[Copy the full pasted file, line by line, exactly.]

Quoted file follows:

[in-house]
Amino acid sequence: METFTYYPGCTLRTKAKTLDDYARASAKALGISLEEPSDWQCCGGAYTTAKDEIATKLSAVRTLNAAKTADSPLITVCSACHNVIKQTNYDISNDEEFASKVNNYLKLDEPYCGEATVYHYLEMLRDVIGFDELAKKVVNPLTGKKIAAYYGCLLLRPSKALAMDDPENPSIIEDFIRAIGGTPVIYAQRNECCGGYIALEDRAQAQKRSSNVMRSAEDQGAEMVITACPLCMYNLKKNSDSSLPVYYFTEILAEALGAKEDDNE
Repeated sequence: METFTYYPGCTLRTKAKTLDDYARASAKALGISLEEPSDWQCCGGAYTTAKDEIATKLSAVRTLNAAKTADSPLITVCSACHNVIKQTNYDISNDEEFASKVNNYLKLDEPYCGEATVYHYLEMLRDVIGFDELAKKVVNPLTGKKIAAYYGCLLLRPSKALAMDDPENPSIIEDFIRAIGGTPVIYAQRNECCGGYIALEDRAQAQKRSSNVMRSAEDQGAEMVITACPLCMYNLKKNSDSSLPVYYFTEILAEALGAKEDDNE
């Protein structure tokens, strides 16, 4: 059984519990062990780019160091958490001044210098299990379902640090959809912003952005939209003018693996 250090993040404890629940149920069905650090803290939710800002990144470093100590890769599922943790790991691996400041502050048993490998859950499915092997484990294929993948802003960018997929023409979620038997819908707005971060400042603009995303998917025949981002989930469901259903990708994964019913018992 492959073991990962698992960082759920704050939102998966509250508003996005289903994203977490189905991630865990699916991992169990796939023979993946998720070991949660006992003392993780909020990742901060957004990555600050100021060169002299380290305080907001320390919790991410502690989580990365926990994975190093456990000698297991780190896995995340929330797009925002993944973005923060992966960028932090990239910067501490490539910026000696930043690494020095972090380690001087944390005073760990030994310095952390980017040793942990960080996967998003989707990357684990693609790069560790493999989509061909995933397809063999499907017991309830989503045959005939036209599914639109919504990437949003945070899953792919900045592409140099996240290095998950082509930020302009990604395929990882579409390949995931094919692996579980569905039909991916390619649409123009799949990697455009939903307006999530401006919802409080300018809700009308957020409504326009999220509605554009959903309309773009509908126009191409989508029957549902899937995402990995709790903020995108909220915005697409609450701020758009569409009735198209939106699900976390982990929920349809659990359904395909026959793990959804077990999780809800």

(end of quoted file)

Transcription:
[in-house]
Amino acid sequence: METFTYYPGCTLRTKAKTLDDYARASAKALGISLEEPSDWQCCGGAYTTAKDEIATKLSAVRTLNAAKTADSPLITVCSACHNVIKQTNYDISNDEEFASKVNNYLKLDEPYCGEATVYHYLEMLRDVIGFDELAKKVVNPLTGKKIAAYYGCLLLRPSKALAMDDPENPSIIEDFIRAIGGTPVIYAQRNECCGGYIALEDRAQAQKRSSNVMRSAEDQGAEMVITACPLCMYNLKKNSDSSLPVYYFTEILAEALGAKEDDNE
Repeated sequence: METFTYYPGCTLRTKAKTLDDYARASAKALGISLEEPSDWQCCGGAYTTAKDEIATKLSAVRTLNAAKTADSPLITVCSACHNVIKQTNYDISNDEEFASKVNNYLKLDEPYCGEATVYHYLEMLRDVIGFDELAKKVVNPLTGKKIAAYYGCLLLRPSKALAMDDPENPSIIEDFIRAIGGTPVIYAQRNECCGGYIALEDRAQAQKRSSNVMRSAEDQGAEMVITACPLCMYNLKKNSDSSLPVYYFTEILAEALGAKEDDNE
């Protein structure tokens, strides 16, 4: 059984519990062990780019160091958490001044210098299990379902640090959809912003952005939209003018693996 250090993040404890629940149920069905650090803290939710800002990144470093100590890769599922943790790991691996400041502050048993490998859950499915092997484990294929993948802003960018997929023409979620038997819908707005971060400042603009995303998917025949981002989930469901259903990708994964019913018992 492959073991990962698992960082759920704050939102998966509250508003996005289903994203977490189905991630865990699916991992169990796939023979993946998720070991949660006992003392993780909020990742901060957004990555600050100021060169002299380290305080907001320390919790991410502690989580990365926990994975190093456990000698297991780190896995995340929330797009925002993944973005923060992966960028932090990239910067501490490539910026000696930043690494020095972090380690001087944390005073760990030994310095952390980017040793942990960080996967998003989707990357684990693609790069560790493999989509061909995933397809063999499907017991309830989503045959005939036209599914639109919504990437949003945070899953792919900045592409140099996240290095998950082509930020302009990604395929990882579409390949995931094919692996579980569905039909991916390619649409123009799949990697455009939903307006999530401006919802409080300018809700009308957020409504326009999220509605554009959903309309773009509908126009191409989508029957549902899937995402990995709790903020995108909220915005697409609450701020758009569409009735198209939106699900976390982990929920349809659990359904395909026959793990959804077990999780809800």